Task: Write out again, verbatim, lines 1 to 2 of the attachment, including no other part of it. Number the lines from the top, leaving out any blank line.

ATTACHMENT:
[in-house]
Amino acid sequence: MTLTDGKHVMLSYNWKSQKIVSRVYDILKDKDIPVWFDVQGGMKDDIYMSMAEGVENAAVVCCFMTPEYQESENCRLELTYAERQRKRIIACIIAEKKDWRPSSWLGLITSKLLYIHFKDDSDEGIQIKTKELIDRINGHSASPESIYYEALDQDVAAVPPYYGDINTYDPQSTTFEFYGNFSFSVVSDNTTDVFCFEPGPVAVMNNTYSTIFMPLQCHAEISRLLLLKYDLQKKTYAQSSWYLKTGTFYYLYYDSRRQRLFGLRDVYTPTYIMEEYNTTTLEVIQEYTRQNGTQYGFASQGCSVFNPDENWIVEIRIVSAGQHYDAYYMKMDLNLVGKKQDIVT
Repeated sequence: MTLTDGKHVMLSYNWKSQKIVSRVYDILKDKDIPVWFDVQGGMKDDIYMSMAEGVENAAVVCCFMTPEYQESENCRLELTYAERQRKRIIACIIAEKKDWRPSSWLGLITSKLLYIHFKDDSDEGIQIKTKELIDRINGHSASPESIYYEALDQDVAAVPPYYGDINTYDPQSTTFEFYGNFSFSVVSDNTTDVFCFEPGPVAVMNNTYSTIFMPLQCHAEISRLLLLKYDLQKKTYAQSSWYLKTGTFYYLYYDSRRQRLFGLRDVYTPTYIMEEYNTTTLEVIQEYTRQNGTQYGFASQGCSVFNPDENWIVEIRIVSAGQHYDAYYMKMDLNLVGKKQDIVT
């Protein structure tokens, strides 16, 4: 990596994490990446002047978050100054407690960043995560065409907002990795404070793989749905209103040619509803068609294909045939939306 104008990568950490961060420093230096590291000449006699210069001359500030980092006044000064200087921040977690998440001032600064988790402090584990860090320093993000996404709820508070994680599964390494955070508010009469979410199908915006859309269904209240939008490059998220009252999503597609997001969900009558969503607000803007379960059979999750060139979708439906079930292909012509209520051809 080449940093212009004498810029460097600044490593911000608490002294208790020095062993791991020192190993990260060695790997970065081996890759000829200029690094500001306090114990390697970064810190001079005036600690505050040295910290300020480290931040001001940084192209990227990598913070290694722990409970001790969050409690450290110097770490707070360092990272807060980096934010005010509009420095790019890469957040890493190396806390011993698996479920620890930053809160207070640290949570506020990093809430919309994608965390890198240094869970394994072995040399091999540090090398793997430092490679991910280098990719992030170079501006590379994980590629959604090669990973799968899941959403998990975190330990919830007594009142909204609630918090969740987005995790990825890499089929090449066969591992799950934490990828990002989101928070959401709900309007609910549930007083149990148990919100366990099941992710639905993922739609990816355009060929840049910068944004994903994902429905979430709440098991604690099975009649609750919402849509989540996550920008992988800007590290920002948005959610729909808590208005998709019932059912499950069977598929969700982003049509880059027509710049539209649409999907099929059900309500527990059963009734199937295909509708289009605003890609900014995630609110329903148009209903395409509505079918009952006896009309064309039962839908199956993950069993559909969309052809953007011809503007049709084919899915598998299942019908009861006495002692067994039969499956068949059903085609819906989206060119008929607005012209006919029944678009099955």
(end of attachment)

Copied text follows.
[in-house]
Amino acid sequence: MTLTDGKHVMLSYNWKSQKIVSRVYDILKDKDIPVWFDVQGGMKDDIYMSMAEGVENAAVVCCFMTPEYQESENCRLELTYAERQRKRIIACIIAEKKDWRPSSWLGLITSKLLYIHFKDDSDEGIQIKTKELIDRINGHSASPESIYYEALDQDVAAVPPYYGDINTYDPQSTTFEFYGNFSFSVVSDNTTDVFCFEPGPVAVMNNTYSTIFMPLQCHAEISRLLLLKYDLQKKTYAQSSWYLKTGTFYYLYYDSRRQRLFGLRDVYTPTYIMEEYNTTTLEVIQEYTRQNGTQYGFASQGCSVFNPDENWIVEIRIVSAGQHYDAYYMKMDLNLVGKKQDIVT